Fetterman, a Democratic candidate for the Pennsylvania Senate, will hold his first campaign rally since suffering a stroke in May.


Pennsylvania Lt. Governor John Fetterman, a Democratic Senate candidate, will hold his first public rally next week since suffering a near-fatal stroke four days before the May 17 primary election, his campaign announced Friday.

The rally is planned for August 12 in Erie, Pennsylvania, one of the state’s key counties. Fetterman has returned to attending fundraisers in person recently and has made a few brief public appearances, but nothing on the scale of what is planned next week.

“Before the 2020 election, I said if I could get one piece of information about the results, I could tell you who was going to win Pennsylvania. Whoever wins Erie County wins Pennsylvania,” Fetterman said in a statement announcing the rally. “Erie County is the largest benchmark county in Pennsylvania. I have visited Erie dozens and dozens of times in the past, and I am honored and proud to return to the campaign trail here.”

Donald Trump won Erie County in 2016 and Joe Biden captured it in 2020.

Fetterman faces famed physician Mehmet Oz in the November election. Oz has remained active on the campaign trail since he prevailed in the Republican primary, though he has faced criticism for reportedly making trips to Ireland and Palm Beach, Fla.

Despite his absence from the campaign trail, a recent poll showed Fetterman with the lead. Fetterman led Oz by 11 points, 47 percent to 36 percent, in a Fox News poll released July 28. Three percent supported independent candidate Everett Stern and 13 percent supported someone else or were undecided.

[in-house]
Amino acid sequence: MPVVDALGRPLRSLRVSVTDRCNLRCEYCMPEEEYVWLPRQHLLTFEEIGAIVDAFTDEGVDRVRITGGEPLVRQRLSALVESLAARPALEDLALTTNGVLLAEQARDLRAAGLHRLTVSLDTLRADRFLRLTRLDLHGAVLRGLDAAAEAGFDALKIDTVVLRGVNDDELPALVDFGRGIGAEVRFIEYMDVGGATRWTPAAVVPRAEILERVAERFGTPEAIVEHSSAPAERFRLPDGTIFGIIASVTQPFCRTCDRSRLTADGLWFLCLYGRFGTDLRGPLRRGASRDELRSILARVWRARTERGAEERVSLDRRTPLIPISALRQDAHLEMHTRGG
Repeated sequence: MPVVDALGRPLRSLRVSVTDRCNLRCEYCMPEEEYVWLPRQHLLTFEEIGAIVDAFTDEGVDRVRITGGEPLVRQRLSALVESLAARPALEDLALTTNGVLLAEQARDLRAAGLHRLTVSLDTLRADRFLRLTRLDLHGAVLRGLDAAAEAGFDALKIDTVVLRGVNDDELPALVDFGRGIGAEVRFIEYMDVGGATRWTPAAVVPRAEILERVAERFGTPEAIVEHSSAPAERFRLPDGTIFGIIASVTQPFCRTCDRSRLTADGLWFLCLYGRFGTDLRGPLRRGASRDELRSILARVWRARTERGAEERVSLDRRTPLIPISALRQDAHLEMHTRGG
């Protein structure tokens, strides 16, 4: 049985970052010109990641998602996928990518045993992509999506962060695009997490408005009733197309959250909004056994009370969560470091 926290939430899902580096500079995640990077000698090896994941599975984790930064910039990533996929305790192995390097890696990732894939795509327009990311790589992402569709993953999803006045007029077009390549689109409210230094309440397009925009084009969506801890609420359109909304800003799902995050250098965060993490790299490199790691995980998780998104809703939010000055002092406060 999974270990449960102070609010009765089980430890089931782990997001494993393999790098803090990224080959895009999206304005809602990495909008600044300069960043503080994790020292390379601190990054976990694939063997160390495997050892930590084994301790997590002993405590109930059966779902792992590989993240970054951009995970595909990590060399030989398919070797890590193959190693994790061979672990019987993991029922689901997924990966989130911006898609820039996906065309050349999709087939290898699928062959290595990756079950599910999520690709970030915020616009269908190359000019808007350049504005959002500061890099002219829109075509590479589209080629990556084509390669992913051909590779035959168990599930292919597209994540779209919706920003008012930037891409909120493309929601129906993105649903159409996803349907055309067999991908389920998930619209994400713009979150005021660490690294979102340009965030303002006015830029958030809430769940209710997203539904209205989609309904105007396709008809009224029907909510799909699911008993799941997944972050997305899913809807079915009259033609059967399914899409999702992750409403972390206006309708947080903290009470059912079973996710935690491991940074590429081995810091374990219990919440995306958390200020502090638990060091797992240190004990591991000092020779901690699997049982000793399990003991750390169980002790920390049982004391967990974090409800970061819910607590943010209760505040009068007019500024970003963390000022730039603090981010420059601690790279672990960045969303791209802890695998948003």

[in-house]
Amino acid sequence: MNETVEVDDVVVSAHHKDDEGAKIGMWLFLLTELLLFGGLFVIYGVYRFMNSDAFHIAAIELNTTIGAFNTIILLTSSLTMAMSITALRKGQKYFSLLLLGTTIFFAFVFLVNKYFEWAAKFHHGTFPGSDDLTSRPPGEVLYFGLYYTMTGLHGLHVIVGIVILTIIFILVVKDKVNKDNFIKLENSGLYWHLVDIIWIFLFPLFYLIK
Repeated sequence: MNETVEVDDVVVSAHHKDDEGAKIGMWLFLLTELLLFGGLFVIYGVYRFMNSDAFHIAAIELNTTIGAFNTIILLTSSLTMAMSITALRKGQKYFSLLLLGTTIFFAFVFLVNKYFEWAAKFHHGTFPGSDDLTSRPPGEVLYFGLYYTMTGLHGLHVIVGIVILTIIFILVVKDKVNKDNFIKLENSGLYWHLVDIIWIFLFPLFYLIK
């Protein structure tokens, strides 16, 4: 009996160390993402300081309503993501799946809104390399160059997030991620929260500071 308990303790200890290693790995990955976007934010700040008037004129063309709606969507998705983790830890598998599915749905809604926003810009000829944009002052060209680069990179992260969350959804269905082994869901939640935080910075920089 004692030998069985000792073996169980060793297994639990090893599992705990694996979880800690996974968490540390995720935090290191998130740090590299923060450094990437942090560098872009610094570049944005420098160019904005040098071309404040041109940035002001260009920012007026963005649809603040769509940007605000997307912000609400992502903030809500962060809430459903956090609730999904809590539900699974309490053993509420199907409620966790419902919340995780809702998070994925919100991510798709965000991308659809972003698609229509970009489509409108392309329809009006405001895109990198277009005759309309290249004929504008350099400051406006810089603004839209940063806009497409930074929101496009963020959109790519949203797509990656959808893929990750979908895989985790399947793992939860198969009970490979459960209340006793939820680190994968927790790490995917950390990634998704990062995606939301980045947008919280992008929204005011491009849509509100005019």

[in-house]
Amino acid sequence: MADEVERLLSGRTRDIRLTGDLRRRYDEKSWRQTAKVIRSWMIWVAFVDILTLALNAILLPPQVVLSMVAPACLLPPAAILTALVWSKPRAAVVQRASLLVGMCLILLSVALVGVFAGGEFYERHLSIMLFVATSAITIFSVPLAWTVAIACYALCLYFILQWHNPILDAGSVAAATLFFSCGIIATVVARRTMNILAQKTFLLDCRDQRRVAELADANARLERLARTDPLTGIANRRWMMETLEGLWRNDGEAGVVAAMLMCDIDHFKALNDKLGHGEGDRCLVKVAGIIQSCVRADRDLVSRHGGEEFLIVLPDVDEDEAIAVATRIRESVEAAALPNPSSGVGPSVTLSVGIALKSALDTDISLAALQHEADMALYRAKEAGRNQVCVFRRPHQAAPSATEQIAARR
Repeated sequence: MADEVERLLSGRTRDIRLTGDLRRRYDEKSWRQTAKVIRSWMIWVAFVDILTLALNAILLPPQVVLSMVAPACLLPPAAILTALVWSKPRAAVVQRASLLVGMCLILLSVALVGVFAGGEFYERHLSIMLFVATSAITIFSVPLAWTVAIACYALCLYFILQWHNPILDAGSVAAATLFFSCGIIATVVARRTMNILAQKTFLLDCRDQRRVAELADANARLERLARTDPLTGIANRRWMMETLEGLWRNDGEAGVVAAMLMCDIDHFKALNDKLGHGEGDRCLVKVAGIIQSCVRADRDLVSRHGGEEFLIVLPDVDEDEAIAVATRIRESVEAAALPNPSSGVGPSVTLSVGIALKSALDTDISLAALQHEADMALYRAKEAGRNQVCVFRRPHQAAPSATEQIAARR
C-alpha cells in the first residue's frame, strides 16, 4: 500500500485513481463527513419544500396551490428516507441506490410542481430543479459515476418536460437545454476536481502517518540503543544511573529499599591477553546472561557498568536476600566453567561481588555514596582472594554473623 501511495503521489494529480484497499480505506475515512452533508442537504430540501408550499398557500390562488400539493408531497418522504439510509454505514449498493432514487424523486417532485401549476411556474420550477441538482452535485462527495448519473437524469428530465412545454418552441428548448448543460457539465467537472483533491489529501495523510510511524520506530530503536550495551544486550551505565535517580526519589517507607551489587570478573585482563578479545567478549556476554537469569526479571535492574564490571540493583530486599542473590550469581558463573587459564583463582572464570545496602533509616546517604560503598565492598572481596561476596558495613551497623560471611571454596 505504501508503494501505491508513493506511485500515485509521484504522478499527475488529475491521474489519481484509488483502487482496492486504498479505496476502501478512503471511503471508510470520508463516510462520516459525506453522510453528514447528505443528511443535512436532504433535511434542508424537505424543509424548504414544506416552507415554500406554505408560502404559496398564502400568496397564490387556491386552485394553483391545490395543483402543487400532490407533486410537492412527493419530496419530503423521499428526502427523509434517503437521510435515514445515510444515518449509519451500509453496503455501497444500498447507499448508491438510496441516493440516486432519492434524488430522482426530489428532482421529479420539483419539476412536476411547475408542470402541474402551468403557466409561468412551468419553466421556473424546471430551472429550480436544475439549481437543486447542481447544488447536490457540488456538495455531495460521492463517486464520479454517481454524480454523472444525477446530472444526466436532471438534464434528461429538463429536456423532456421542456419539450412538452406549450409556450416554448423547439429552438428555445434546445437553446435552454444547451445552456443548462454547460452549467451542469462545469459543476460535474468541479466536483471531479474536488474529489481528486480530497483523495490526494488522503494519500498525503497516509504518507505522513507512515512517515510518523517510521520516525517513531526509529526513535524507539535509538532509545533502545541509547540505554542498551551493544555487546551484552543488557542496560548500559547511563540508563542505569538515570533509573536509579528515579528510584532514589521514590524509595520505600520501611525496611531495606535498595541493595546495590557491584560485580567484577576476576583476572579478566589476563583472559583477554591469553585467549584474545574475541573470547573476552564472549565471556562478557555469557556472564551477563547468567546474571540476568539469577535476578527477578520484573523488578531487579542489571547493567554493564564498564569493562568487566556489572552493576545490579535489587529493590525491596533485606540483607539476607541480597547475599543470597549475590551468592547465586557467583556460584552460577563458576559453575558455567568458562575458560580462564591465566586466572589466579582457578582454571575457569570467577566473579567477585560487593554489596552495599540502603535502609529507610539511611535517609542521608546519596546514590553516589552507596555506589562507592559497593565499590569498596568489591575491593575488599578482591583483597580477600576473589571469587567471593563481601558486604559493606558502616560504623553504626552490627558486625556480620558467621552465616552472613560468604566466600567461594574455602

In an interview late last month With the Pittsburgh Post-Gazette, his first media interview since his stroke, Fetterman said he felt ready to get back on track.

“I might miss a word every now and then in a conversation, or I might slur two. Even then, I think that’s rare,” Fetterman said. “So I feel like we’re ready to race, and those are the only issues I have. That is the absolute truth, 100 percent.”

Fetterman’s campaign office announced on May 15, two days before the primary, that he had suffered a stroke “caused by a clot in my heart that was in an atrial fibrillation rhythm for too long.” Doctors worked to “quickly and completely remove the clot, reversing the stroke, they also got my heart under control,” Fetterman said in the statement released by her campaign. Doctors placed a pacemaker with a defibrillator.

He told the Post-Gazette that he “has no physical limits,” walks four to five miles each day in 90-degree heat, understands words correctly, and hasn’t lost any of his memory. He said that he is working with a speech therapist and sometimes has trouble hearing.

The race to fill the seat held by retired Senator Patrick J. Toomey (R) is considered one of the most competitive in the country and will help determine majority control of the Senate.

The National Republican Senatorial Committee, the campaign arm of the GOP, has been mocking Fetterman with an account of his days off the track and an image of him with the words “Have you seen this person?”

He sent out another statement hours before the Fetterman campaign announcement, saying, “Another Fetterman-Less Friday.”

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